Trump said he will raise tariffs on $250 billion in Chinese goods to 30% and hike duties on another $300 billion in products to 15%.Politicsread more
Stocks dropped after Donald Trump ordered that U.S. manufacturers find alternatives to their operations in China.US Marketsread more
Federal Reserve Vice Chair Richard Clarida said Friday that the global economy has deteriorated in the past month.Marketsread more
The latest escalation in the trade war ups the odds the economy will fall into recession and that the Fed will aggressively cut rates.Market Insiderread more
Here are the products that stand to be the most affected by China's new tariffs on $75 billion worth of U.S. goods.Marketsread more
"We don't need China and, frankly, would be far better off without them," Trump tweeted.Politicsread more
"My only question is, who is our bigger enemy, Jay Powell or Chairman Xi?" Trump wrote amid a series of tweets that rattled markets Friday.Politicsread more
"I would love this to be clarified. We come to a deal on trade, boy, this market is up 10 to 15%, but without it's going to be worrisome," Jeremy Siegel says.Marketsread more
The final week of August could be highly volatile as markets fret over the economy and the latest developments in trade wars.Market Insiderread more
Tesla solar energy systems reportedly ignited at an Amazon warehouse in Redlands, California last June, and the Seattle e-commerce titan confirmed that it has no further plans...Technologyread more
The death comes as federal and state health officials investigate a slew of lung illnesses in connection to e-cigarette use.Health and Scienceread more
An aging population combined with a slowdown in emerging markets and pressure on the environment will lead to lower global growth and rising income inequality, a new OECD report warns.
The organization expects global growth is to slow from 3.6 percent in 2010-2020 to 2.4 percent in 2050- 2060. Such growth rates will still mean that global economic output will more than quadruple over the coming 50 years.
Current "deep-seated" trends such as an aging population, skill-biased technological change, globalization and rising environmental pressures are likely to have a profound impact on the world economy – with global warming expected to curb global growth by 1.5 percent on average – and raise difficult policy challenges.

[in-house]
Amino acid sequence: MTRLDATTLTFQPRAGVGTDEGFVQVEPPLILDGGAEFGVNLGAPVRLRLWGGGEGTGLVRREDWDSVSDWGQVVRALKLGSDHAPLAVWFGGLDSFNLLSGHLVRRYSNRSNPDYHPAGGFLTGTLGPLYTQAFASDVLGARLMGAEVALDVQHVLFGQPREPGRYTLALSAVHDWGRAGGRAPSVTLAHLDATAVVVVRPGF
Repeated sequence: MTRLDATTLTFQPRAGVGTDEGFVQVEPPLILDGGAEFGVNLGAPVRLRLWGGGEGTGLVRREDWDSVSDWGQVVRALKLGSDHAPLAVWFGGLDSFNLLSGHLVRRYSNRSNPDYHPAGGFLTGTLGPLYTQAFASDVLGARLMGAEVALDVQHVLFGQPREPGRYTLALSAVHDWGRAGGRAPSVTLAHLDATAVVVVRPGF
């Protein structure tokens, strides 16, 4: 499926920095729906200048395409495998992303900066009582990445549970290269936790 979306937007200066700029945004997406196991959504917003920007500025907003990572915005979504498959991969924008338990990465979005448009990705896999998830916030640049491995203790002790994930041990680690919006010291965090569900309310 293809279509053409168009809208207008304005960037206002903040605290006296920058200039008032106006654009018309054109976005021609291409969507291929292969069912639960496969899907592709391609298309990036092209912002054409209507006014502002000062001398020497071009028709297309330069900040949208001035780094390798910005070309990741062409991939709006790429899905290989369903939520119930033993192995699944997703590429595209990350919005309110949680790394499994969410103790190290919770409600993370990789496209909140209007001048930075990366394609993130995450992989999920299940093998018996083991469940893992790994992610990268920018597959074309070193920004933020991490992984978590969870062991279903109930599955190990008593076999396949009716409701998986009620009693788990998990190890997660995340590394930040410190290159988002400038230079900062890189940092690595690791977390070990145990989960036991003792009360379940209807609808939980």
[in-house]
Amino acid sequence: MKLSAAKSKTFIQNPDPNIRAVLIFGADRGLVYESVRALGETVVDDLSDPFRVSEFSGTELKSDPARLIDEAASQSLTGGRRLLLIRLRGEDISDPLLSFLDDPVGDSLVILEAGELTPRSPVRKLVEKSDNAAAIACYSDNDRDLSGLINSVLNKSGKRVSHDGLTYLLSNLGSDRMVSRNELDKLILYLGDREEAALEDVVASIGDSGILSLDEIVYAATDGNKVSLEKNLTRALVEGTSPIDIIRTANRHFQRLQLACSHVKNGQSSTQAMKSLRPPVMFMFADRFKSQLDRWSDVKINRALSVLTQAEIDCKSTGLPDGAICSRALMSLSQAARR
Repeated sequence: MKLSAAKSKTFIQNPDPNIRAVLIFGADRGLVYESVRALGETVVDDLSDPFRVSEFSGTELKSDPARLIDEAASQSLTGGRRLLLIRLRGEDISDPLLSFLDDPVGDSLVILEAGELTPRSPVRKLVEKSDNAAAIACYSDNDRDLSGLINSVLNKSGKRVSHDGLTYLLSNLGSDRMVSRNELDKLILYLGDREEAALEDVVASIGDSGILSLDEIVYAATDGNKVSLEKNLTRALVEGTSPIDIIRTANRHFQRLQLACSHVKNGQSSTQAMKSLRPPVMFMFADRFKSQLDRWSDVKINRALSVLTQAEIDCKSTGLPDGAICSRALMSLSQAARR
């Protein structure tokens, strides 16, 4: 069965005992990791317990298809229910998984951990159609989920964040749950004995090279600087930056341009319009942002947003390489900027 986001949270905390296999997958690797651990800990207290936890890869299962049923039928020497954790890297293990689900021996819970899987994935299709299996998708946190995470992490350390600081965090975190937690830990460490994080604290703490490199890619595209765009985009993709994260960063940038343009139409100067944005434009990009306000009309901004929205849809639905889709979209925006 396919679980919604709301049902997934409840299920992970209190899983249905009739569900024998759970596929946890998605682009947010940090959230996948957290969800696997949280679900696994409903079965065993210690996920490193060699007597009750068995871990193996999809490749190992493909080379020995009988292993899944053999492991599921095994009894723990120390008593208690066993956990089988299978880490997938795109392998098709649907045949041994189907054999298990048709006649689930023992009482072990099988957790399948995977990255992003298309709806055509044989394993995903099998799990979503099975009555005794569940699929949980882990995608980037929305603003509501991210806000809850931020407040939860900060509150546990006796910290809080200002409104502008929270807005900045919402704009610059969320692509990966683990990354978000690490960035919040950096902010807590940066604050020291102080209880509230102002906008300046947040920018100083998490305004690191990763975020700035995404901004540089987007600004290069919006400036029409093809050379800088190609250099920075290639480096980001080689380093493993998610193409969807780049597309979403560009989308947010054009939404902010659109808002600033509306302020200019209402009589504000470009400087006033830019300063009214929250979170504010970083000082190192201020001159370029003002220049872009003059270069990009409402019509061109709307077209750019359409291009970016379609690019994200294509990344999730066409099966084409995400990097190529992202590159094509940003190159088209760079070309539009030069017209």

"OECD countries will be hit by a double demographic shock", the OECD writes. As the global economic balance shift towards the non-OECD area, the demand for high-skilled workers will start to harmonize and the income gap between developed and emerging economies will continue to shrink.
With less incentive for economic migration, work-related immigration towards the OECD area will slow and, coupled with the aging trend already observed in advanced and many emerging economies, will lead to a reduced labor force.
By 2060, the OECD estimates that the labor force in the euro area will be 20 percent lower than it is today, while in the U.S., a 15 percent decline is anticipated.
At the same time, economic interdependency between OECD and non-OECD countries is likely to increase, the report states, with about 50 percent of world trade taking place among current non-OECD economies, up from today's 25 percent.
Asian and African economies should be major beneficiaries with GDP per capita expected to increase sevenfold in India and some African countries by 2060, while China's GDP per capita should be comparable to the current U.S. levels. As a result, the think tank says, the "share of non-OECD countries in world GDP will significantly exceed that of the current OECD members".
However, with global growth increasingly driven by innovation and investment in skills, the growing importance of skill-biased technological progress will lead to "continued polarization " on earnings growth.
The group estimates that with unchanged redistributive policies, pre-tax earnings inequality in the average OECD country will have risen by 30 percent which could "backlash on growth, notably if they reduce economic opportunities available to low-income talented individuals".
To curb the negative effect of the "double demographic shock" facing OECD economies, the think tank encourages countries to postpone the retirement age and provide the work force with "stronger work incentives at old age".
"Learning strategies" should be supported to ease transition from job to job and keep the work force flexible and more able to cope with structural change.
Economies should implement policies to support the knowledge-based growth, such as easy entry for new firms but also easy exit for ailing companies by, for instance, reforming bankruptcy laws, the OECD advises.
The keys to tackle the widening earnings inequalities, says the OECD, are better redistributive policies, enhanced focus on equality of opportunities and reviewing both funding mechanisms (for education) and tax structures, according to the rich-country club.
But most importantly, cooperation on trade policy "will become most important" as international coordination and cooperation could enhance research and spur technological innovation.
Multilateral trade liberalization should be encouraged, according to the think tank, as it will "bring the greatest global GDP and welfare gains by 2060".
Follow us on Twitter: